If you have varicose veins and they don't cause you any discomfort, you may not need to visit your GP.
Varicose veins are rarely a serious condition and they don't usually require treatment.
But speak to your GP if:
Varicose veins are diagnosed by their appearance. Your GP will examine your legs while you're standing to check for signs of swelling.
You may also be asked to describe any pain you have and whether there are situations that make your varicose veins worse.
For example, some women find their menstrual cycle (period) affects their varicose veins.
Your GP will also want to know if you're at an increased risk of developing varicose veins, such as:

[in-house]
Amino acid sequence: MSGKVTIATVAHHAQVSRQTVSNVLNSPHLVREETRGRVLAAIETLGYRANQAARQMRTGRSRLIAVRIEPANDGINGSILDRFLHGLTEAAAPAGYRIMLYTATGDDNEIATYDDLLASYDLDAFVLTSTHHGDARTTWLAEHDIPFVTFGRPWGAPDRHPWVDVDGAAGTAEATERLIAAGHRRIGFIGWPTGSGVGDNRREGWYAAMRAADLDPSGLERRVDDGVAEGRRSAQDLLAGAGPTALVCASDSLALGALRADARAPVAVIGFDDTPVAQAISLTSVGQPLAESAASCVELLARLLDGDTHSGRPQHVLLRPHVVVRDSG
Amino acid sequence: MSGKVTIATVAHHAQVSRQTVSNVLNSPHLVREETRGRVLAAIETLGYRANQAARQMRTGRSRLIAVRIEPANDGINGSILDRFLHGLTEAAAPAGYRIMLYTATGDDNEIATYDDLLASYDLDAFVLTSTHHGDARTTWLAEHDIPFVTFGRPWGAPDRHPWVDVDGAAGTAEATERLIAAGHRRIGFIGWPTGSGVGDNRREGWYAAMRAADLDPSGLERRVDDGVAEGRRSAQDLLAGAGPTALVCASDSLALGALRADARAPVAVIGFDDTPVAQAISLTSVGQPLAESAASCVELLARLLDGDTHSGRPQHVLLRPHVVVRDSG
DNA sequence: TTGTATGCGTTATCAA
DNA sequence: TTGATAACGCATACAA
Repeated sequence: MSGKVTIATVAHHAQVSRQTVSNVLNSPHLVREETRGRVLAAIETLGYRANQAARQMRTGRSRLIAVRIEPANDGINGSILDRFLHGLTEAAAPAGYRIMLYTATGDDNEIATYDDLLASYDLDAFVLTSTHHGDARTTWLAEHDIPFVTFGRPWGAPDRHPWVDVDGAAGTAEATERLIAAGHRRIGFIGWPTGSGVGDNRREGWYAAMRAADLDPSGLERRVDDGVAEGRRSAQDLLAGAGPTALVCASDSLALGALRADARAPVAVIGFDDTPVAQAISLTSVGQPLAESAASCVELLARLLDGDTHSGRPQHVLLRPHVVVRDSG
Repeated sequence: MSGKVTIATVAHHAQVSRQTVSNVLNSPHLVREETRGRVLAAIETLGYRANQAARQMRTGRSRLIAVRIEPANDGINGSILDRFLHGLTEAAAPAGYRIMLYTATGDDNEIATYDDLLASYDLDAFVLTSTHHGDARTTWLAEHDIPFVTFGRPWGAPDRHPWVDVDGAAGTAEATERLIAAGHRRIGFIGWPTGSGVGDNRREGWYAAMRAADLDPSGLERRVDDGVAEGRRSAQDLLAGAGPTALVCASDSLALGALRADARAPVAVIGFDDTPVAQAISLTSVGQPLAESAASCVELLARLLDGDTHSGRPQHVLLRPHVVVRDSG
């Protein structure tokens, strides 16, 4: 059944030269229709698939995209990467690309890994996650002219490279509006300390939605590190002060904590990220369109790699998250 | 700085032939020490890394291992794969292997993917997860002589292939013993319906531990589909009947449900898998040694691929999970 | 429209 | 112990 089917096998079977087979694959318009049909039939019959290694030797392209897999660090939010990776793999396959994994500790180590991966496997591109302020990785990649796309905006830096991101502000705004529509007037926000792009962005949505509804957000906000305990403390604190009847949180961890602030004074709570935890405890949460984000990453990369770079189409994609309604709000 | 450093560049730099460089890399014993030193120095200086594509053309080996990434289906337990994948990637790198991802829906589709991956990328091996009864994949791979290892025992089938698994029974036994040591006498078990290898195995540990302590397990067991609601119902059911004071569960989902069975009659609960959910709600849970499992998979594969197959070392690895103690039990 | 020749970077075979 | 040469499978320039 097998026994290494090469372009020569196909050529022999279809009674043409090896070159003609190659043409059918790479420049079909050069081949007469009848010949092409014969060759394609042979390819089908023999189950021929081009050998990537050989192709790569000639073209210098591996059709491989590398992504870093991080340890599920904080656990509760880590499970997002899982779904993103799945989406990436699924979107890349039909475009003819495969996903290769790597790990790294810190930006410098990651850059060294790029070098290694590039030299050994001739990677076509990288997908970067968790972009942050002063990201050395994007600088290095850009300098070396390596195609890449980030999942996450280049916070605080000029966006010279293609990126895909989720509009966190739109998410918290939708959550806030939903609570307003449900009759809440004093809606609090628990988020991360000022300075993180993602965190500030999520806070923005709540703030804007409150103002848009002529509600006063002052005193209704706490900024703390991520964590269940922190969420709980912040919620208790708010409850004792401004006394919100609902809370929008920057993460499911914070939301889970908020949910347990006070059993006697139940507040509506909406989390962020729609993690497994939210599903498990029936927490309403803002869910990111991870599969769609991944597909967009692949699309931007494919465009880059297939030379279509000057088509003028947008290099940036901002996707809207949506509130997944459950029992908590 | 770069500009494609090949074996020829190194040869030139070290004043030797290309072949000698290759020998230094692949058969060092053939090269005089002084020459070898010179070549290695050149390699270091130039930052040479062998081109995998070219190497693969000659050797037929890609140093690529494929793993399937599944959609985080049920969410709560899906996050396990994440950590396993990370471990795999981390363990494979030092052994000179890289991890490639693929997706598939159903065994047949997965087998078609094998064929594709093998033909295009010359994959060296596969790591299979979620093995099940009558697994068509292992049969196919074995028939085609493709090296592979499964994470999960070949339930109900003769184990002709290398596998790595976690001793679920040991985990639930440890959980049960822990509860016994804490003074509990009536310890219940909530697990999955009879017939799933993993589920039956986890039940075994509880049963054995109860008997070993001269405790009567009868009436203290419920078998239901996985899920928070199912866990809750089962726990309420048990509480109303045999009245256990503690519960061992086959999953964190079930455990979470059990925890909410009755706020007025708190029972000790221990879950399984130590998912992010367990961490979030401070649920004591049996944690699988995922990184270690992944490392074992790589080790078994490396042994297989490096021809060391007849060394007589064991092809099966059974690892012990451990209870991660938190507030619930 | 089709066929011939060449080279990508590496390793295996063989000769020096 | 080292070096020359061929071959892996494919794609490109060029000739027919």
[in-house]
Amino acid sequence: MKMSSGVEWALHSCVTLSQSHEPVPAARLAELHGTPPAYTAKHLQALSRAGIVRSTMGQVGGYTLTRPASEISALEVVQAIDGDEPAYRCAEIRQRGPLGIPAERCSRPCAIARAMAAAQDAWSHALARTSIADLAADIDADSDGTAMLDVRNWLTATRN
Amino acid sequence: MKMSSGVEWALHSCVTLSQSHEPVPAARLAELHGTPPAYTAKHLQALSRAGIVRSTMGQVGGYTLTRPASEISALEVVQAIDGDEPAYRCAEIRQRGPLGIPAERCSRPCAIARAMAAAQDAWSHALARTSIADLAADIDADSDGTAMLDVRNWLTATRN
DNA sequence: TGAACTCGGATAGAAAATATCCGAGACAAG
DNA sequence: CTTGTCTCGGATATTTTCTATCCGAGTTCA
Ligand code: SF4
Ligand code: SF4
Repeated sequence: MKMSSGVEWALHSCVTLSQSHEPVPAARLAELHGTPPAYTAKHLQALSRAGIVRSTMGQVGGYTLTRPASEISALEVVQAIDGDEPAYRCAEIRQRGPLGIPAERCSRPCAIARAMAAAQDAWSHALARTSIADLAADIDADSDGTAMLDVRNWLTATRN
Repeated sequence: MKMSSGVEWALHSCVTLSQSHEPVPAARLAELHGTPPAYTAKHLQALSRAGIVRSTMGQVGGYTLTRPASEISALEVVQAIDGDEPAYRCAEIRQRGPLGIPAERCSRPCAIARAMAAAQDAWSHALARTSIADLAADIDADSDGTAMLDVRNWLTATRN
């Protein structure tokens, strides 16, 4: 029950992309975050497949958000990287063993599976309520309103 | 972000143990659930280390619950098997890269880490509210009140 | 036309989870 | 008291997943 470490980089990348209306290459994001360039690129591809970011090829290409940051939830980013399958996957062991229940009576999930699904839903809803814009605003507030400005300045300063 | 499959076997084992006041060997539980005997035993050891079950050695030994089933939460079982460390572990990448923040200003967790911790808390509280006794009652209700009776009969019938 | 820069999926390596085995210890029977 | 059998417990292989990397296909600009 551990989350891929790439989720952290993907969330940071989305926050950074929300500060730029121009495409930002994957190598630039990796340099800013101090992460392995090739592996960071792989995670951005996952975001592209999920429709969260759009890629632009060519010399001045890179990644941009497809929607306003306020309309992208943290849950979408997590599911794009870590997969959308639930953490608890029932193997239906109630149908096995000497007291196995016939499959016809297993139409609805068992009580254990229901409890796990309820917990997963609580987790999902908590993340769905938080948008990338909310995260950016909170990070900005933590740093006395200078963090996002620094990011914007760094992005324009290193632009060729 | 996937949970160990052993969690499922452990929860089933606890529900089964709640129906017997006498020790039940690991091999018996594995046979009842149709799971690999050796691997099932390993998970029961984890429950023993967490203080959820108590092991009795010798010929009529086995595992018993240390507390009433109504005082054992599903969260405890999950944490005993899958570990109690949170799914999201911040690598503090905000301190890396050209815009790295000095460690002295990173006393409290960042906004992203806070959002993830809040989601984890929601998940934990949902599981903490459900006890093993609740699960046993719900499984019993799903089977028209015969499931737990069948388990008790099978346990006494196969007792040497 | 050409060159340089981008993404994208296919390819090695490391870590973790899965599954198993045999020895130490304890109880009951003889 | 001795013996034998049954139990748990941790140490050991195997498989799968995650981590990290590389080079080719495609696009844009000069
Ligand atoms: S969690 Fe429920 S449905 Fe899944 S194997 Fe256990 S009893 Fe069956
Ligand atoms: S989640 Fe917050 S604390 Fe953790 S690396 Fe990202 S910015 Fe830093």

Your GP may refer you to a vascular specialist (a doctor who specialises in veins) if you have any of the following:
In most cases, a test called a duplex ultrasound scan will be carried out. This is a type of scan that uses high-frequency sound waves to produce a picture of the veins in your legs.
The picture shows the blood flow and helps the vascular specialist locate any damaged valves that might be causing your varicose veins.